I used to be terrified of the SATs. This is why I'm not anymore.
I tried. I really did. When the College Board announced its latest SAT changes and my e-mail box overflowed with analyses of their importance for the future of our republic, I tried to ignore them.
Kansas City Star: U.S. Senate clings to old-fashioned, costly secrecy
Candidates for the U.S. Senate stand alone in the world of campaign finance disclosure. Alone and behind the times, unnecessarily secretive and indefensibly wasteful.
Unlike their counterparts vying for the U.S. House, Senate candidates are allowed to file required campaign finance disclosure forms the old-fashioned way, on paper, delivered by mail.
By clinging to that system, it sometimes means donors won’t be revealed until after the votes are counted. And the resistance to electronic filing also costs U.S. taxpayers more than $400,000 annually to convert paper reports into easily accessible online records.
People are not naturally equipped to be career politicians
A legislative committee recently approved an initiative to place a term limit of 12 years upon county commissioners.
There is little doubt that term limits on Oklahoma legislators was a key factor in breaking up the old guard, evil empires and political machines — a time when lifetime politicians adversely dominated Oklahoma politics.
We must stand with Ukraine
During the past several months, the world has watched an unraveling situation among Ukraine, Russia and the peninsula of Crimea. The struggle reached a boiling point last month when protestors overthrew the corrupt leadership of Ukrainian President Viktor Yanukovych, who was collaborating with Russian President Vladimir Putin and intending to force greater ties between the two countries —
Young marriage law in effect in Iraq
Two news items appearing in Reuters this week reveal, again, that thousands of modern women continue to suffer under harsh social chains forged by men of a medieval — perhaps prehistoric — mindset. One of these stories is from Iraq and the other — to my amazement — originates in the United States.
First, Iraq: On March 8, a number of brave Iraqi women took the bold step of mounting a very visible public protest in the streets of Baghdad. They were crying out against a law approved by the Iraqi cabinet Feb. 25. This law, referred to as the Ja’afari Law, would legislatively establish the age of nine as the legal age for a girl to be eligible for marriage. It would legislatively recognize the husband’s right to sexual relations whenever he pleased. It would provide that fathers have custody of all the couple’s children two years of age or older.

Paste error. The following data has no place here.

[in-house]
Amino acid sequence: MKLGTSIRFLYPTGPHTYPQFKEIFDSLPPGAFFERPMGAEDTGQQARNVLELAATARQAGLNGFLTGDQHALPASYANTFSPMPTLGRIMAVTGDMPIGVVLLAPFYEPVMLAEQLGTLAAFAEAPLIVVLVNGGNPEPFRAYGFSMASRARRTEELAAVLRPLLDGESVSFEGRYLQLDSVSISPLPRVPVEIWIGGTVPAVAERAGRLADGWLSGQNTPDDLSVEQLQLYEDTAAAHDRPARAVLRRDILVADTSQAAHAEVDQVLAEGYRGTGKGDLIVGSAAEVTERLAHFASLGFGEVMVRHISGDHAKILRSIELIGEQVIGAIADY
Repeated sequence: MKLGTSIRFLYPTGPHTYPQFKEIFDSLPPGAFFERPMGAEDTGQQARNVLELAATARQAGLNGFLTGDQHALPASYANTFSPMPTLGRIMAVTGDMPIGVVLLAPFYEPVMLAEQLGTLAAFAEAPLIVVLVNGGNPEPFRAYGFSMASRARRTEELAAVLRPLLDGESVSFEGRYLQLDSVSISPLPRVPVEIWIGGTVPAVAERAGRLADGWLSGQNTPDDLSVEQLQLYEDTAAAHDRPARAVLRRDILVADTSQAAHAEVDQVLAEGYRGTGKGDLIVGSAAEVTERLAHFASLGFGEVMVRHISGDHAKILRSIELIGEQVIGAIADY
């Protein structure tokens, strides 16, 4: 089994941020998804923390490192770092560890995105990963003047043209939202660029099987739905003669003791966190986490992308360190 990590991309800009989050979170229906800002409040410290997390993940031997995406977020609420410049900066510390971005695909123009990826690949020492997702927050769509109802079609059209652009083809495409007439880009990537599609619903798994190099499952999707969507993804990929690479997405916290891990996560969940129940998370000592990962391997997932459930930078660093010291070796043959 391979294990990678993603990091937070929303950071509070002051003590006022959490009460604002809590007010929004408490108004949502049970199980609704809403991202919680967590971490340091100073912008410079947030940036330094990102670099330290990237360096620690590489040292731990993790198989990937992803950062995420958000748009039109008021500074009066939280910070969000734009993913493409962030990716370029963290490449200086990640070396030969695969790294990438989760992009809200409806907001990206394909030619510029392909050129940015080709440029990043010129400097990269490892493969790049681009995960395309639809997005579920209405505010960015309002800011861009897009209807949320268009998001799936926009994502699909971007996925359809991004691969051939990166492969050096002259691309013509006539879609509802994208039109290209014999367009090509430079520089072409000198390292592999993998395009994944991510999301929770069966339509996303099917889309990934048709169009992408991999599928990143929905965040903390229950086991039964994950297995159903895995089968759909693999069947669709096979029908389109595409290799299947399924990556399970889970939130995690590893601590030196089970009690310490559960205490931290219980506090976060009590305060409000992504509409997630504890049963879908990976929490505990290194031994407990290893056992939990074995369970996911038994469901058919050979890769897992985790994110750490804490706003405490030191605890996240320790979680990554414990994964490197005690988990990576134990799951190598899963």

Ever heard of Skip Pescosolido? I hadn’t either until very recently, but I’m glad I did. Without Skip, we’d all be paying higher grocery bills.
To understand why, you have to go back to 1937, when the federal government organized orange producers into cartels known as “marketing orders.” Farmers were assigned a weekly quota that basically dictated how many oranges they could sell. Any extras went to waste.
How does this jibe with the free market? It doesn’t. But the government made an exception for marketing orders. By limiting supply, the argument went, the government would prop up orange prices and thus protect small farmers.
Life lessons add up for students
The numbers are staggering. They include $441,552 earned during Swine Week, $249,789 for Double Wolf Dare Week and $301,144 made during BALTO Week.
Just under $1 million was raised this year by students of Edmond Public Schools. Their fellow students in Deer Creek brought in $90,130 while Oklahoma Christian School students raised $76,800 in their respective fundraising weeks.
President Obama’s irresponsible budget
President Obama recently released his fiscal year 2015 budget proposal. While Congress ultimately has jurisdiction over drafting the budget and appropriating funding, the president’s budget serves as a blueprint and sets his administration’s agenda for the upcoming year. Sadly, the president has offered a plan to Congress that adds to our mounting debt, hikes taxes and makes indiscriminate cuts to our national defense.
Daniel writes of growing pains
Richard Daniel is an Oklahoma native who has recently returned to the state after retiring from a 28-year career in law enforcement in California. He also served in the U.S. military and acted in several movies and is a member of the Screen Actors Guild.
Daniel has recently written a memoir of his upbringing in Oklahoma that is titled “Momma Loves us, This I Know.” In that work Daniel tells a harrowing tale of how he and his brother and sister lived in extreme poverty and experienced abuse at the hands of his alcoholic father and stepfather.
County budget issue drives away road improvements
I am interested in working with other local officials to present a town hall meeting about the earthquakes that have been torturing area residents during the past few weeks. The forum would allow local residents to ask questions of the energy sector and state geological professionals. Would you have an interest in attending an event like this? If so, please let me know. If there is enough interest, I plan to help coordinate the effort.
- More Opinion Headlines
- I used to be terrified of the SATs. This is why I'm not anymore.